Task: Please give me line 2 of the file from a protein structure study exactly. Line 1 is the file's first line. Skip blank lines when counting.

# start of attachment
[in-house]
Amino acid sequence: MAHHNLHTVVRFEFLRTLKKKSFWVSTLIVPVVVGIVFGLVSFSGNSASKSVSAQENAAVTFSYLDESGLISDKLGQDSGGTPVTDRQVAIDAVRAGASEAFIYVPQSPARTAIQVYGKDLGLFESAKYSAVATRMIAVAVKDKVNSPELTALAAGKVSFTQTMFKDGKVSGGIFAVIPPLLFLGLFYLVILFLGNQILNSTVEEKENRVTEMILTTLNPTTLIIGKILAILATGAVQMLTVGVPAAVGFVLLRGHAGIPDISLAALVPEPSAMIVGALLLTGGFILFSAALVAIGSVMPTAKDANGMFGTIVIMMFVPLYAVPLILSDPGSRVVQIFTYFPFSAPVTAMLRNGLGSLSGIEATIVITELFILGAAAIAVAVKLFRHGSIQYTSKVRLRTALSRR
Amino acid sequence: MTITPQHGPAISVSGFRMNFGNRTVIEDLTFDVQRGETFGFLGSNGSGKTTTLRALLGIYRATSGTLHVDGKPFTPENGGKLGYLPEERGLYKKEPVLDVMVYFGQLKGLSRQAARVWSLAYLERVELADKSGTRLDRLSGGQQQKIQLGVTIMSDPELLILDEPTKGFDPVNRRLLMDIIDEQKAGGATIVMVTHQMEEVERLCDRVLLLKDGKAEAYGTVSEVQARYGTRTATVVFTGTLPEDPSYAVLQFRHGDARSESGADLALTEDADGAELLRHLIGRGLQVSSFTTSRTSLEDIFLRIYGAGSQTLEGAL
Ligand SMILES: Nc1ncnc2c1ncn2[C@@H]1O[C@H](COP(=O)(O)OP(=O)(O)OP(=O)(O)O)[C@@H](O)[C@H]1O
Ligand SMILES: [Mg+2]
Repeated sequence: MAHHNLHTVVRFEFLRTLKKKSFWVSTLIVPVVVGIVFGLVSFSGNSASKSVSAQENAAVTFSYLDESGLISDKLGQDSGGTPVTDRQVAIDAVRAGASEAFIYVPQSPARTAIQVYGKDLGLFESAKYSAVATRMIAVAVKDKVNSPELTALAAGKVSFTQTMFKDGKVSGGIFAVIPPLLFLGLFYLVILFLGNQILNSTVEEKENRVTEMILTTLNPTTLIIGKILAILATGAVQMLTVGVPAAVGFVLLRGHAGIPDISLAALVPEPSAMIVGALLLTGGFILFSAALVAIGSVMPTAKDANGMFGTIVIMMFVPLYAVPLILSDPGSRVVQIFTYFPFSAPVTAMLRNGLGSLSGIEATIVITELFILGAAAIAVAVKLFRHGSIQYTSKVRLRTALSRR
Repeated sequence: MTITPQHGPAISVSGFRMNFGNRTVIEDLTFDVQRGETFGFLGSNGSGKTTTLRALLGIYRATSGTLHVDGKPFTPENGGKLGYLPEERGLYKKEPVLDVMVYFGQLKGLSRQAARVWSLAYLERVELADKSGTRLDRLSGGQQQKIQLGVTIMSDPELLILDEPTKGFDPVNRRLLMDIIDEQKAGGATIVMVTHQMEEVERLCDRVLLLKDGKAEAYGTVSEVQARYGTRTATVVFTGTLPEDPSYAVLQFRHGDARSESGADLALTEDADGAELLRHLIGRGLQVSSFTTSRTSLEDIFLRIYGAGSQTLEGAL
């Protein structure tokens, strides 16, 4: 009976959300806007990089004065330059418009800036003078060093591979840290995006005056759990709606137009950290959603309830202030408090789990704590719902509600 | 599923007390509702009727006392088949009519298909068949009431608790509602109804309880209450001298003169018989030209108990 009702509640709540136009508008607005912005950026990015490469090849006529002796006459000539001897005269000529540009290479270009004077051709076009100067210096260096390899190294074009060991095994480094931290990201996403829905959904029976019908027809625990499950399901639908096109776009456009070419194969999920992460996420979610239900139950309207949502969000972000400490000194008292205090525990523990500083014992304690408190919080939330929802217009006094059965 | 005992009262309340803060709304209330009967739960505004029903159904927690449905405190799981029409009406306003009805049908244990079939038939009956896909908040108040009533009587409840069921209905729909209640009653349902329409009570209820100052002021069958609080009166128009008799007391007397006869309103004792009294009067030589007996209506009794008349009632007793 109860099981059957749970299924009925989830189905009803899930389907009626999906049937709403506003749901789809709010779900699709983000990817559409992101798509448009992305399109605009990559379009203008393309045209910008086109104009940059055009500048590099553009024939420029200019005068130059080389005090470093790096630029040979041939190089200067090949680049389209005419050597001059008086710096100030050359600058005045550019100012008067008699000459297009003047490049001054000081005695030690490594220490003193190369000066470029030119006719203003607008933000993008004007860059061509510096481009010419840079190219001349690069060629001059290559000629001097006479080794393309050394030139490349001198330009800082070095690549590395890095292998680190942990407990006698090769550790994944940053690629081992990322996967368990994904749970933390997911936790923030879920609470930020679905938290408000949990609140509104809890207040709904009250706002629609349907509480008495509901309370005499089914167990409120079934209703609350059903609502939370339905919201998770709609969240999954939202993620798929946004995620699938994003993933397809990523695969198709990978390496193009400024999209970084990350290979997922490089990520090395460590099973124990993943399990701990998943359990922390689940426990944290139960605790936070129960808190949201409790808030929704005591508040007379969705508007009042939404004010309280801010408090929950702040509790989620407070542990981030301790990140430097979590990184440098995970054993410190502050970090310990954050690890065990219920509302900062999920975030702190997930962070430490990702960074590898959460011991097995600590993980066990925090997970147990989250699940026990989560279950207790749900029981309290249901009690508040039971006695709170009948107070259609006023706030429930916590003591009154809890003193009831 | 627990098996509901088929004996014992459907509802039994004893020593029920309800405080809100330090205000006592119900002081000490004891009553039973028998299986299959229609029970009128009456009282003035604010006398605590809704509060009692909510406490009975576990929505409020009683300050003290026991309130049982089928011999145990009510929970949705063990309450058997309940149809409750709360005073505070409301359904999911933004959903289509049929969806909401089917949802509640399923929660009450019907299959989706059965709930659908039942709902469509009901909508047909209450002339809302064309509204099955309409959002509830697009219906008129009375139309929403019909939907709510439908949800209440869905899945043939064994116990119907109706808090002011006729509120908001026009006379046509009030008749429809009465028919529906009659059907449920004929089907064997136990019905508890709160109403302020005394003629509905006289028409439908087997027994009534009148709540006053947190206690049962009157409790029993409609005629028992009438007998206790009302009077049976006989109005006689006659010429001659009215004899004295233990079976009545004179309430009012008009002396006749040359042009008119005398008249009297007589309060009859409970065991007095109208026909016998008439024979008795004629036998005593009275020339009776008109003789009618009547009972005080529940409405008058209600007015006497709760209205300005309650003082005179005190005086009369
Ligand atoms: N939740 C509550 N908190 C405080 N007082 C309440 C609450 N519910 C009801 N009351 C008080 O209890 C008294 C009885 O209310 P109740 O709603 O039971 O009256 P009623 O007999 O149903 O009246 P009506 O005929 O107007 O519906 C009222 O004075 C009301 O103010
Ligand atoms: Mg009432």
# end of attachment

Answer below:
Amino acid sequence: MAHHNLHTVVRFEFLRTLKKKSFWVSTLIVPVVVGIVFGLVSFSGNSASKSVSAQENAAVTFSYLDESGLISDKLGQDSGGTPVTDRQVAIDAVRAGASEAFIYVPQSPARTAIQVYGKDLGLFESAKYSAVATRMIAVAVKDKVNSPELTALAAGKVSFTQTMFKDGKVSGGIFAVIPPLLFLGLFYLVILFLGNQILNSTVEEKENRVTEMILTTLNPTTLIIGKILAILATGAVQMLTVGVPAAVGFVLLRGHAGIPDISLAALVPEPSAMIVGALLLTGGFILFSAALVAIGSVMPTAKDANGMFGTIVIMMFVPLYAVPLILSDPGSRVVQIFTYFPFSAPVTAMLRNGLGSLSGIEATIVITELFILGAAAIAVAVKLFRHGSIQYTSKVRLRTALSRR